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Geothermal Has a Role in Utah's Clean-Energy Plan


Friday, September 24, 2021   

SALT LAKE CITY -- A researcher at the University of Utah said plans for generating renewable energy should include a power source right under our feet.

Whether by plan or accident of geology, Utah has some of the highest potential in the nation for generating geothermal energy. Across the state, super-heated geothermal water is already being used to make electricity, as well as for spas, space heating, agriculture and aquaculture.

Joseph Moore, principal investigator for the Utah Frontier Observatory for Research in Geothermal Energy (Utah FORGE) at the University of Utah Energy and Geoscience Institute, said if you can dig a deep enough hole, you can capture heat from the earth's mantle to make sustainable, reliable power.

"The goal is to be able to generate electricity or direct use anywhere in the world," Moore explained. "We can drill deep enough, the heat's there; it's just extracting that heat. We put the hot water, after it's been used, back in the ground - so, it is renewable."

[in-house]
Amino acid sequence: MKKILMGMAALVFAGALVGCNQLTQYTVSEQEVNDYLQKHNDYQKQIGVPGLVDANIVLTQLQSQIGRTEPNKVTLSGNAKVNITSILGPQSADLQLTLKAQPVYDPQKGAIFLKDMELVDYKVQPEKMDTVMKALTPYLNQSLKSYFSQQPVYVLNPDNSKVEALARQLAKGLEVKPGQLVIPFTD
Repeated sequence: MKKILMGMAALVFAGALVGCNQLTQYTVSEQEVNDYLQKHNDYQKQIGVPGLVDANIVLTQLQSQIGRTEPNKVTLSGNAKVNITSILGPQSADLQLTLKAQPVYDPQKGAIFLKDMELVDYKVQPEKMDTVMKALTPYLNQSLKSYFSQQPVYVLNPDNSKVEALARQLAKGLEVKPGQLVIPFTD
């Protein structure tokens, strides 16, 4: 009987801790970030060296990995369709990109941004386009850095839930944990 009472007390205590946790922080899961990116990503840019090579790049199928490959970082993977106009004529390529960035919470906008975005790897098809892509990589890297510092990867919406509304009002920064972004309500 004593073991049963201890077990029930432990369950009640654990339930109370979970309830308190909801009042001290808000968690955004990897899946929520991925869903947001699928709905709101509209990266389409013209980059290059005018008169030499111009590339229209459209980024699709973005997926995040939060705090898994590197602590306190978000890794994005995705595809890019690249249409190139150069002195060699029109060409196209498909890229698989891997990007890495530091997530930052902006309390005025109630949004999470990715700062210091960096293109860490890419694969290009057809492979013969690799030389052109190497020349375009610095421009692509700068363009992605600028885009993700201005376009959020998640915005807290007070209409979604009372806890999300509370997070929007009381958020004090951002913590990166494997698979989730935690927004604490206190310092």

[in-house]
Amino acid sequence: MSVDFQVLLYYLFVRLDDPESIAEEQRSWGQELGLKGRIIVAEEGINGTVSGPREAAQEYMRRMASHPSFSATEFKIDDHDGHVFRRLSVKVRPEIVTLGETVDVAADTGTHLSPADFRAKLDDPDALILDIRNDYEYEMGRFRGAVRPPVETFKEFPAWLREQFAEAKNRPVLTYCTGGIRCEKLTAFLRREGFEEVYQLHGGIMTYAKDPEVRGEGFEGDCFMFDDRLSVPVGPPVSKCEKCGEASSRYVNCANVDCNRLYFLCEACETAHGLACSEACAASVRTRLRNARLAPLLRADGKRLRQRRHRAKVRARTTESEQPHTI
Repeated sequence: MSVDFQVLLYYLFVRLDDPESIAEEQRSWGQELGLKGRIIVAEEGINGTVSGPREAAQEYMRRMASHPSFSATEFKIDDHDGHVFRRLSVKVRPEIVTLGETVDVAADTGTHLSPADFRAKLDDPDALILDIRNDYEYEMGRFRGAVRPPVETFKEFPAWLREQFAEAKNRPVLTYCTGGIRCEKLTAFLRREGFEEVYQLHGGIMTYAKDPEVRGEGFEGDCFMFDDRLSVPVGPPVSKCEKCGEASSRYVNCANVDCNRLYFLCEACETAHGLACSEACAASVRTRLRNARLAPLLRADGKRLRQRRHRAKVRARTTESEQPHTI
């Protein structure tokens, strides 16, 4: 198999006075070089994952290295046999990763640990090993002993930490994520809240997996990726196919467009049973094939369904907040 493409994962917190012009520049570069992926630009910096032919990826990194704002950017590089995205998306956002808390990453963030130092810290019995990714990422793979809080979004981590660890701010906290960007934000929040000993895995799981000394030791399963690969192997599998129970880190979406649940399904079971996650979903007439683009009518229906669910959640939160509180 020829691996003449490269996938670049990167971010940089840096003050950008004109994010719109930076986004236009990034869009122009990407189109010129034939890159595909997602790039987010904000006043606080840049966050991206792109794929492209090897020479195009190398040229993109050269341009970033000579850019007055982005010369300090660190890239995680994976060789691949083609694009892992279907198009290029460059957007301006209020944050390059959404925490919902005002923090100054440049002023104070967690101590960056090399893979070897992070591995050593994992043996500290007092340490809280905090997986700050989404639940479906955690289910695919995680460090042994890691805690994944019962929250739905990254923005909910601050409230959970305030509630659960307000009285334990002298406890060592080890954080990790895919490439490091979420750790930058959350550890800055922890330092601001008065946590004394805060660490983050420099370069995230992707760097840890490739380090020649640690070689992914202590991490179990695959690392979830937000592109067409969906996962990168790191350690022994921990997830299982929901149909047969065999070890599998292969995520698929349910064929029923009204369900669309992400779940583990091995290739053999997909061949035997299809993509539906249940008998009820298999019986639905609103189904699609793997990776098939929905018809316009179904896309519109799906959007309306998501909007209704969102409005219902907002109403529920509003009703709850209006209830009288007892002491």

Utah FORGE is a Department of Energy (DOE) funded project tasked with developing the technologies and tools needed for Enhanced Geothermal System reservoirs.

Moore said Utah now has three geothermal power plants that generate a combined 72 megawatts of electricity, enough to supply about 72,000 homes.

He pointed out once fully developed, geothermal has virtually limitless potential across the region.

"Right now, we find the hottest temperatures at the shallowest depths in the West, so that's Utah, Nevada, California," Moore outlined. "A little bit to the north - Idaho, Oregon. A little bit to the south - New Mexico, Wyoming."

He cautioned natural geothermal resources are not currently sufficient to reach the DOE's 2050 goal, but he predicts once the technology being developed in Utah matures, it could potentially generate enough power to run the entire country.

Sarah Wright, executive director of Utah Clean Energy, agreed geothermal power could become a major addition in the fight to counter climate change. She added it does not cost much, in terms of cents per kilowatt-hour.

"It is affordable," Wrights stressed. "It's less than 10 cents, and probably around 8. And it's a pollution-free, carbon-free resource that provides energy all day and all night."

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